Disabled toddler spends Christmas in ICU after common winter virus triggers seizure: Lucinda’s story

4 mins read

Tuesday 14 December 2021

Tags: bronchiolitis, RSV, baby and toddler health, Winter virus

The number of babies and toddlers catching RSV (respiratory syncytial virus) and developing a serious chest infection called bronchiolitis as a result is skyrocketing. Mum Lucinda Turner from Hertfordshire still remembers spending Christmas in hospital with her 2-year-old daughter Nola as she recovered from the infection in 2019.

Here, Lucinda tells us what happened and why getting information about RSV from a trusted source like Contact is so important.

“Nola is now 4 years old. She has a rare genetic condition called Tuberous Sclerosis Complex (TSC) and additional needs, including epilepsy and global development delay. One night when Nola was 2,  just before Christmas in 2019, she developed a nasty, deep, chesty cough.

“I remember thinking that it was the worst cough I ever heard her have, but other than the cough she was happy and well in herself. She didn’t have a temperature either. So we continued with our plan to spend the next evening in London. However, whilst there having dinner,  Nola very suddenly had a prolonged seizure (status epilepticus)  The seizure had likely been triggered by a high temperature caused by RSV.

“One of the best pieces of advice doctors gave me when they told me about RSV was not to google it. Always make sure you look at information from a trusted source like Contact.”

“We called an ambulance and were quickly taken to the nearest A&E. Nola was very poorly and was later transferred to paediatric intensive care (PICU) at Kings College Hospital. She spent 9 days in PICU on a ventilator over Christmas. This was followed by another week in the high dependency unit before being moved to a ward for three weeks. 

“Nola had experienced prolonged seizures before due to high temperatures, so I thought this was going to be the same as previous times. I had no idea that she had caught RSV. It was clear on x-rays just how inflamed and full of mucus Nola’s lungs were – a sign of bronchiolitis, which some children can develop as a result of catching RSV. It was only when test results of Nola’s mucus came back that doctors told me she had RSV. I hadn’t heard of RSV before and how this common cough and cold virus can affect children like Nola and make them very poorly.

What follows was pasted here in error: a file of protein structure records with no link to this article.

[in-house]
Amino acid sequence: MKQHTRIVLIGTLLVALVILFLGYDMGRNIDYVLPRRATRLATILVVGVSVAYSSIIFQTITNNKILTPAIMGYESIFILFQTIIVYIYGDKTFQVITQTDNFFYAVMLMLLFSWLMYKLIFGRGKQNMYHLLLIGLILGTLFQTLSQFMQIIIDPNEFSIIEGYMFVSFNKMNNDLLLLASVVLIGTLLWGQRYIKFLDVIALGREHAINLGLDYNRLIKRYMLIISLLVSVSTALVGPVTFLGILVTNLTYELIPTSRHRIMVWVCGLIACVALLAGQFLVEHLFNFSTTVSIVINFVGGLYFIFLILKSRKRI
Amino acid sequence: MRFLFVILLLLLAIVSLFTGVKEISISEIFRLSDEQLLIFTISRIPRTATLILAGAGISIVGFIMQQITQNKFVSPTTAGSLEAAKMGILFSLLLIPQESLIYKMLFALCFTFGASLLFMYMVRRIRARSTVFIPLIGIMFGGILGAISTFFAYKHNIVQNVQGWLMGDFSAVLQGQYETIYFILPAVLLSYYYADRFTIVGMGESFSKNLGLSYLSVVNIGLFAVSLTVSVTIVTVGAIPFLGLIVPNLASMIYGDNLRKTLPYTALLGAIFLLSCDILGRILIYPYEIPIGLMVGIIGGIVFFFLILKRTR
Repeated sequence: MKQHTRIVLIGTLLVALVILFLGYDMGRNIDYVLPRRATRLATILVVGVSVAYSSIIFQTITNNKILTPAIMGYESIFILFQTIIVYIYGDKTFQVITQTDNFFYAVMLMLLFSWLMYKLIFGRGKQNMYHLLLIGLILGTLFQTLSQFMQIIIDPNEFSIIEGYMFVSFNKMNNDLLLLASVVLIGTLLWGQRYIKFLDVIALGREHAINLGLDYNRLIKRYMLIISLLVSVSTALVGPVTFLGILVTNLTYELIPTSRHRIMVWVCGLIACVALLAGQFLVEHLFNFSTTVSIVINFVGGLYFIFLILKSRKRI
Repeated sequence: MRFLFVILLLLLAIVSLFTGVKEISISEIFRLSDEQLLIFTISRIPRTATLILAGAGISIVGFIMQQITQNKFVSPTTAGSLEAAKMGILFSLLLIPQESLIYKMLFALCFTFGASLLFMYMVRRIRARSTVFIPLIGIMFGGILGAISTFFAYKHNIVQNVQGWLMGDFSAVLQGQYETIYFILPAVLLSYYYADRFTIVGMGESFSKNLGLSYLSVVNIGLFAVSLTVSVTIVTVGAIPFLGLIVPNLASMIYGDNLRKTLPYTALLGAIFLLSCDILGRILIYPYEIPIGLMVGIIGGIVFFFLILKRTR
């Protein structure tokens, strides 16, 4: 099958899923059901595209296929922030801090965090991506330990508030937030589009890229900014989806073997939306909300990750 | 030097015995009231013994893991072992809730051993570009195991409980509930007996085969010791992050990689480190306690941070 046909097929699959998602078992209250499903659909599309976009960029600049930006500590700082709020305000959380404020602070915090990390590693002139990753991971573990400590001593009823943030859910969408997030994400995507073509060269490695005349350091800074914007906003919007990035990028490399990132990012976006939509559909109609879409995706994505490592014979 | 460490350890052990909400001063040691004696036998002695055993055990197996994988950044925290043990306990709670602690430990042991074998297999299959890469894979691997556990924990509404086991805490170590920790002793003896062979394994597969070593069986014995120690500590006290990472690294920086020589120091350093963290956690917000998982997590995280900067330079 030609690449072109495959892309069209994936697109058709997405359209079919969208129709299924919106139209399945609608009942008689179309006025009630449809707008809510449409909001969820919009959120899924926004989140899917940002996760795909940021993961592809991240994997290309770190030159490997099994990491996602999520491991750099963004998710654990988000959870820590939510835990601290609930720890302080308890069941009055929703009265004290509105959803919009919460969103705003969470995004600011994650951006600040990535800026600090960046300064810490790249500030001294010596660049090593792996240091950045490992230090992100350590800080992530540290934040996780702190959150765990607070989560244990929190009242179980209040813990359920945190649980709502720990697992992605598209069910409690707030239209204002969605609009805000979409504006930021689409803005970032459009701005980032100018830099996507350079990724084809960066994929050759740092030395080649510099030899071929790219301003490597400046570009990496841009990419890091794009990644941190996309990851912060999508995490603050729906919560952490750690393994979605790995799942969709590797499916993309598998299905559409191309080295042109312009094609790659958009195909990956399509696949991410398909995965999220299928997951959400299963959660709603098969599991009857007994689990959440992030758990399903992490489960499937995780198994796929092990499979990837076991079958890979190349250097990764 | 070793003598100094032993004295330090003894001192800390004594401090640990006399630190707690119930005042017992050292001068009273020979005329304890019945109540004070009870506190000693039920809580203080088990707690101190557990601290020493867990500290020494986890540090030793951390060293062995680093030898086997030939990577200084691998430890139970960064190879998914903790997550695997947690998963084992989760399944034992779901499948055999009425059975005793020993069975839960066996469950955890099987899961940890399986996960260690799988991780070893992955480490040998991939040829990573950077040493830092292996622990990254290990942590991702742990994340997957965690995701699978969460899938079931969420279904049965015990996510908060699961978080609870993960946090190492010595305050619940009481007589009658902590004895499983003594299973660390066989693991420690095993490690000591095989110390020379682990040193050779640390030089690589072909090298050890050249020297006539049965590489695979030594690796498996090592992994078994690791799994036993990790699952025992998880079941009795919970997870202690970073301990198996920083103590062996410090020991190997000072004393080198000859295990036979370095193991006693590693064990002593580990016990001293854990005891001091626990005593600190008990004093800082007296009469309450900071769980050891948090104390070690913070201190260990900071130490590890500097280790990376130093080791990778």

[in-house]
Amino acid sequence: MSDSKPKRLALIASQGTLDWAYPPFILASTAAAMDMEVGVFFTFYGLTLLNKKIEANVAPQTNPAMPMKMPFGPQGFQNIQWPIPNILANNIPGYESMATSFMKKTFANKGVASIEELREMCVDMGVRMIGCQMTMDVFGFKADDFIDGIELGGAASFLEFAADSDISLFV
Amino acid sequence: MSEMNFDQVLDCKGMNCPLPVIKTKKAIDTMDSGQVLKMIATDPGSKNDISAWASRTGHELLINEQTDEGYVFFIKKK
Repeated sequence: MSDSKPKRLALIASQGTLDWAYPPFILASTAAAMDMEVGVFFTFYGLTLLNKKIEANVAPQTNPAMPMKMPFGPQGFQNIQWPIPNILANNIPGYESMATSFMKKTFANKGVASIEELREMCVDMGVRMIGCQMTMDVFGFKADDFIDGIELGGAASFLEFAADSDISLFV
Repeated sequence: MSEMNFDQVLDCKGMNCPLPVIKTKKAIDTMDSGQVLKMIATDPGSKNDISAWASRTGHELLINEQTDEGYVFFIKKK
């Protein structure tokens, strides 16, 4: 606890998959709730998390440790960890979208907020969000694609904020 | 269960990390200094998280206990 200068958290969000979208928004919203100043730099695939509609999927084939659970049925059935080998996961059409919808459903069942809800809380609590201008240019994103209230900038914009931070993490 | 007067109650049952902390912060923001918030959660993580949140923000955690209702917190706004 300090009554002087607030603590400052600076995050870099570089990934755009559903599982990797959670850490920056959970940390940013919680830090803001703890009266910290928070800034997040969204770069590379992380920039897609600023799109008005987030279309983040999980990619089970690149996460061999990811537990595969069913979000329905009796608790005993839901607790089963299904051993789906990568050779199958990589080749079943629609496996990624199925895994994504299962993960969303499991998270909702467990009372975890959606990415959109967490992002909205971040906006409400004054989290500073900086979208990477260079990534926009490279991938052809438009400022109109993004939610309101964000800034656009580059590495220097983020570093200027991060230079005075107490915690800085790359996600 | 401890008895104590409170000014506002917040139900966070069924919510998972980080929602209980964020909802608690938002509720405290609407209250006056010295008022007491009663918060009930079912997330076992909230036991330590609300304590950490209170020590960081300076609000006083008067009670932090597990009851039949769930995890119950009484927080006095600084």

“One of the best pieces of advice the doctors gave me when they told us about RSV, was not to google it. I did and it was a mistake – always make sure you only look at information about it from a trusted source like Contact.

“Even if your child has the smallest symptom but you have a gut feeling about it, make sure you go with your gut and get professional advice. As I have seen, things with very young children, especially if they have a medical condition, can change very quickly and suddenly. Because Nola wasn’t able to communicate or indicate that she was feeling as poorly as she obviously was, it’s even more important to listen to what your gut is telling you and get medical advice as soon as you can.”

Read our information and advice about RSV

Read more about RSV and bronchiolitis on our Frequently Asked Questions page.

Watch our Facebook Live session about RSV with Dr Martin Samuels, a consultant respiratory paediatrician at Great Ormond Street Hospital.

If you have a child under three, join our Baby and Toddler Group to stay up-to-date with ways to keep your child healthy during the colder months.